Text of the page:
The film opens with a sexually charged, flirtatious online chat between 14-year-old Hayley Stark and Jeff Kohlver, a 32-year-old photographer. Jeff and Hayley meet at a coffeehouse, and he takes her back to his house. Hayley makes them both screwdrivers and asks him to take photographs. Before he can, Jeff gets dizzy, his vision blurs, and he falls to the floor unconscious.When Jeff wakes, he is bound to a chair. Hayley explains she has been tracking him and drugged him because she knows he is a pedophile, rapist, and murderer. Jeff denies these allegations, claiming he had innocent intentions. Hayley searches Jeff’s house and finds his gun and safe. In the safe, Hayley finds “sick” pictures and a photo of Donna Mauer, a local girl who has been kidnapped and remains missing. Jeff denies involvement in Mauer’s disappearance and succeeds in reaching his gun, but when he (still bound to the chair) attacks Hayley, she renders him unconscious by asphyxiating him with plastic wrap.When Jeff wakes, he finds himself bound to a steel table with a bag of ice on his genitals. Hayley explains she will castrate Jeff. Jeff threatens, bribes and sweet-talks Hayley to dissuade her; when that doesn’t work, he tries to get her sympathy by telling her he was abused as a child. Following the operation, Hayley leaves the kitchen, claiming to take a shower. Jeff struggles and frees himself. When he reluctantly checks the site of the operation, he realizes he is actually unharmed, and Hayley has elaborately faked his castration. He storms off in a rage to get Hayley in the bathroom, where the shower is running. Scalpel in hand, he attacks, only to find the shower empty. Hayley attacks him from behind, and as they struggle, Hayley incapacitates him with a stun gun.Hayley poses as a police officer and asks Jeff’s ex-girlfriend, Janelle, to come immediately to Jeff’s house. Jeff regains consciousness to find that Hayley has bound his wrists and hoisted him to stand on a chair in his kitchen with a noose around his neck. Hayley makes Jeff an offer: if he commits suicide, she promises to erase the evidence of his crimes, but if he refuses, she promises to expose his secrets. The conversation is interrupted when a neighbor knocks on the front door, selling Girl Scout cookies. Hayley tells the neighbor that she is Jeff’s niece; the neighbor leaves shortly afterwards. When Hayley returns, Jeff breaks free from his bindings and pursues her, eventually finding her on the roof of his house, where she has lured him. Hayley has brought her rope from the kitchen and fashioned it into a noose secured to the chimney. Hayley keeps Jeff at bay with his own gun.Jeff finally confesses that he watched while another man raped and murdered Donna Mauer. Jeff promises Hayley that, if she spares his life, he will tell her the other man’s name so she can exact her revenge. Hayley confesses that she knows his name and says, “Aaron told me you did it before he killed himself.” Janelle arrives, and Hayley once again urges Jeff to hang himself, promising that she will destroy the evidence. Defeated, Jeff lets Hayley slide the noose around his neck, and takes the last fatal step off the roof; after he falls Hayley says “or not”. Hayley then gathers her belongings and escapes through the woods. The film ends as Hayley walks down the road in her red hoodie.This is a film that deals with a tough subject so very well that the viewer gains an understanding into dysfunctional characteristics while being caught up in a suspenseful thriller of a story. This is independent film making at its best.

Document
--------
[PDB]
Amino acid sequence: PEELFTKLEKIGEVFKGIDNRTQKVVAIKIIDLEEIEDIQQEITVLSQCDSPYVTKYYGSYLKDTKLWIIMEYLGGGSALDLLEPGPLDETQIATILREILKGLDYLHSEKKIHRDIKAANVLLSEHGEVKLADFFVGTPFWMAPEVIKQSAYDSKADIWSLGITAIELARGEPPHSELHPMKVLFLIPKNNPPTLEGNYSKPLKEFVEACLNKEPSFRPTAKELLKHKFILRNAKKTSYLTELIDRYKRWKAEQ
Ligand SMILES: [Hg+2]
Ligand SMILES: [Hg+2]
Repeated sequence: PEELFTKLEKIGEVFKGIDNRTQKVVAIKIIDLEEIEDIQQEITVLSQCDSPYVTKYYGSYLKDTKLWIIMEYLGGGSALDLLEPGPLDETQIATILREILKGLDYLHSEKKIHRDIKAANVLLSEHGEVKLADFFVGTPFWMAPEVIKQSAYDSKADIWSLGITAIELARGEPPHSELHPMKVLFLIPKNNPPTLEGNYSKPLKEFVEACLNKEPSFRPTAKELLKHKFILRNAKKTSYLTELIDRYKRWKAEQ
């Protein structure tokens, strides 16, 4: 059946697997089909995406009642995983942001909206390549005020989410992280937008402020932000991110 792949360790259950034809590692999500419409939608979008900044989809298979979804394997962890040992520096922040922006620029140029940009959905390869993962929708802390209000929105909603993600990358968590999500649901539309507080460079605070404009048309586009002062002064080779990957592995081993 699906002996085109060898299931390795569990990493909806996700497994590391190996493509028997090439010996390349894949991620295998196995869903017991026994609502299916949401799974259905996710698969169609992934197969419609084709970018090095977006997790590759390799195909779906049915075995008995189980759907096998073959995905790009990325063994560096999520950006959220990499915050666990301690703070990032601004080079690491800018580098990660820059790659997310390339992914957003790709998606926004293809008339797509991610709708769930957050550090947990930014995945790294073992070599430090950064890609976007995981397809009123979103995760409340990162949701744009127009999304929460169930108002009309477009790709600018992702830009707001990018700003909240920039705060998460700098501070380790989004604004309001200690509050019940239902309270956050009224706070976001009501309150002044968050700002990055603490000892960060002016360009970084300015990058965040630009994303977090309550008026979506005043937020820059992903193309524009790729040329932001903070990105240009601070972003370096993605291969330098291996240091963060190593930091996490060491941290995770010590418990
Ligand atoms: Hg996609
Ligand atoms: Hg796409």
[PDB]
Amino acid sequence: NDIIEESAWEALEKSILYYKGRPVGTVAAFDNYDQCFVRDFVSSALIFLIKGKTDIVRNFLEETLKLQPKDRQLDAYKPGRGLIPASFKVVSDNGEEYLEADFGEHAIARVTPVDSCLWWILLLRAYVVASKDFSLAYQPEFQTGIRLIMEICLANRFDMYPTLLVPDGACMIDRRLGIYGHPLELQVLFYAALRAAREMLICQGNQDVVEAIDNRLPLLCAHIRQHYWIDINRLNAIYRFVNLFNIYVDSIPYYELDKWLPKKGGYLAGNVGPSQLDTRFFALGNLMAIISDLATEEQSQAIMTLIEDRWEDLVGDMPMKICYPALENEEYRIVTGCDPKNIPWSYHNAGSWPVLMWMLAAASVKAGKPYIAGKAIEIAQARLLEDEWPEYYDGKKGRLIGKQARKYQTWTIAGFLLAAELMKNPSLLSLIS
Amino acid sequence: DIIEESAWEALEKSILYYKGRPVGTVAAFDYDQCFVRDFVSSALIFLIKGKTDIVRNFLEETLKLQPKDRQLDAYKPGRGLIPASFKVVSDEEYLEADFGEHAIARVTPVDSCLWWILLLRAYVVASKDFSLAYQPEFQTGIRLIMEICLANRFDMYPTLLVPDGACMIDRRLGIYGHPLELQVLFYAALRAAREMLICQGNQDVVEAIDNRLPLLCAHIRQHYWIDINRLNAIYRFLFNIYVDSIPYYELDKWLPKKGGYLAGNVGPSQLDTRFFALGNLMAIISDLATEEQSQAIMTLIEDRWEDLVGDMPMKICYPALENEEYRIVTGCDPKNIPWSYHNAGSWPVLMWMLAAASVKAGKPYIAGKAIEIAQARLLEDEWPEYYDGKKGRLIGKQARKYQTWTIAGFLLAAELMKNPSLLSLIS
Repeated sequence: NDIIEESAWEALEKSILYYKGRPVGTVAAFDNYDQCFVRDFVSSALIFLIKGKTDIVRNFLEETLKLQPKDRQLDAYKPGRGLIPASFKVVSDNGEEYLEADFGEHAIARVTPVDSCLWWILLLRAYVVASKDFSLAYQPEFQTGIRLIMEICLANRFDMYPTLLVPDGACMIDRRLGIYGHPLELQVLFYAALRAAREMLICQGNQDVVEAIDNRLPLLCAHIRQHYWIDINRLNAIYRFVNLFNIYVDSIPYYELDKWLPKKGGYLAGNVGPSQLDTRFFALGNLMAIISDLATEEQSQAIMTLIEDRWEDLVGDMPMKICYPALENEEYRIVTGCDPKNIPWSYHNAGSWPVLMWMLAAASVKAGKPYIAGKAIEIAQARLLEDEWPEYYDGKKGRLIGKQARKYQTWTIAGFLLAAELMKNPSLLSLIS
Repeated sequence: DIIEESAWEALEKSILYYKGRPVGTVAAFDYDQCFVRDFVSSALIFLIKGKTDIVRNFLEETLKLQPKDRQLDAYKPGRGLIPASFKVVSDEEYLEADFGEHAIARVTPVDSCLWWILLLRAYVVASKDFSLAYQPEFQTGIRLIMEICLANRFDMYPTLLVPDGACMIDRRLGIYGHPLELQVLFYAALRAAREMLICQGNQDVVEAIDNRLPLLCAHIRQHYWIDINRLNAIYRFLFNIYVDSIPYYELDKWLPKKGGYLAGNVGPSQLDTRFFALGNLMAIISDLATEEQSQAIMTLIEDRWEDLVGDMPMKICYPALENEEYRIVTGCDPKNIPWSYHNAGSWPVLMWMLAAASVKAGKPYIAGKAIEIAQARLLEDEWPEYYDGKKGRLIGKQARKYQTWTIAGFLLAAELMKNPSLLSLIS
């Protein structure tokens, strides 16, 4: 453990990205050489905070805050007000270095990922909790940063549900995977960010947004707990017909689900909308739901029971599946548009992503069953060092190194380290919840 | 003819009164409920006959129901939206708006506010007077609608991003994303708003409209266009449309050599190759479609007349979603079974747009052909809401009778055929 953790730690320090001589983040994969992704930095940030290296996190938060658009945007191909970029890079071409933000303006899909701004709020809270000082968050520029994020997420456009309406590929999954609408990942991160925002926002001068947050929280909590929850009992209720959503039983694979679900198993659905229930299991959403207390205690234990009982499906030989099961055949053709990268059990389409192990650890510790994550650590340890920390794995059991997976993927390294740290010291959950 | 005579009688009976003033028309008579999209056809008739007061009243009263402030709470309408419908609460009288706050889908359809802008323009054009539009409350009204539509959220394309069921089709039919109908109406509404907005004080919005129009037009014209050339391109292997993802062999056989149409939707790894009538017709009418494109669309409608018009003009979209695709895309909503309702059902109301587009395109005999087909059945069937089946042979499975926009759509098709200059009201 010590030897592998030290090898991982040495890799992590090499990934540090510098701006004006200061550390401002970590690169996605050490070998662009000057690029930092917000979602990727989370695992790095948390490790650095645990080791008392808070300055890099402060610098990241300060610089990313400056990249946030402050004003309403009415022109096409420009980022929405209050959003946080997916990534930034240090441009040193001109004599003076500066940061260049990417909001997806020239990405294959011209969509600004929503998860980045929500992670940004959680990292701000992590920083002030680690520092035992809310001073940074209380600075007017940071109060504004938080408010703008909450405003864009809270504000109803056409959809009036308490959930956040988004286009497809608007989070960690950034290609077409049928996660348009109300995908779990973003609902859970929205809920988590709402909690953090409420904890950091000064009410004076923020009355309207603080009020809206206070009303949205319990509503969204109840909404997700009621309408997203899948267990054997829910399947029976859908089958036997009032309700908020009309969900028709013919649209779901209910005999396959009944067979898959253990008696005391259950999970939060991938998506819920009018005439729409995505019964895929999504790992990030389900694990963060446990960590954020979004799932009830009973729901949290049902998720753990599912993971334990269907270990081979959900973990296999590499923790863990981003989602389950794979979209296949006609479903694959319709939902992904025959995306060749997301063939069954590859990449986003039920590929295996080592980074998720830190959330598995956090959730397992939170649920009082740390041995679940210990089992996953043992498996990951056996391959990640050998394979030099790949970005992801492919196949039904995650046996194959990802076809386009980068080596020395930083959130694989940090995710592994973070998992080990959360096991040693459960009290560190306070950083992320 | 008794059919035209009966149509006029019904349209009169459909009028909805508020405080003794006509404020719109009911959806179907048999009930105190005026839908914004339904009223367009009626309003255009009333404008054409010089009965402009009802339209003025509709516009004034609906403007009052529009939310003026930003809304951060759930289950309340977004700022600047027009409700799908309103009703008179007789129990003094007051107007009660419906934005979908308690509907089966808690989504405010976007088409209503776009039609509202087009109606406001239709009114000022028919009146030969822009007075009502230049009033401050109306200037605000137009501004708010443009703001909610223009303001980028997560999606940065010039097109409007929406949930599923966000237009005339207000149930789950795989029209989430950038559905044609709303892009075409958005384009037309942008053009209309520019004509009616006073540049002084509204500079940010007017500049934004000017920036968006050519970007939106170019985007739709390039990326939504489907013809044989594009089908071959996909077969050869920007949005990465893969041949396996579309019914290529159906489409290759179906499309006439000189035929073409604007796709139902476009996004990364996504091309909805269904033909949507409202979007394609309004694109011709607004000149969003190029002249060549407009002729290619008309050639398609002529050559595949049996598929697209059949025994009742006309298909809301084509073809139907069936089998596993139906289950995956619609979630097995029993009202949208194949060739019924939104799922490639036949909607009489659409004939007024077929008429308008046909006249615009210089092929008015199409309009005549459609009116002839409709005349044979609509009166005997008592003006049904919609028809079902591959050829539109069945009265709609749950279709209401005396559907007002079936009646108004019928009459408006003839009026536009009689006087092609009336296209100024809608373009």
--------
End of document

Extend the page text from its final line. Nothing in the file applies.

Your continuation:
REVIEW: THE FORGOTTEN (2004)

 

CAST

Julianne Moore (Hannibal)
Dominc West (Punisher War Zone)
Jessica Hecht (Sideways)
Gary Sinise (CSI: NY)
Alfre Woodard (Luke Cage)
Anthony Edwards (Zodiac)
Linus Roache (Batman Begins)
Lee Tergesen (Oz)
Felix Solis (The Following)
Robert Wisdom (Ray)
Ann Dowd (Compliance)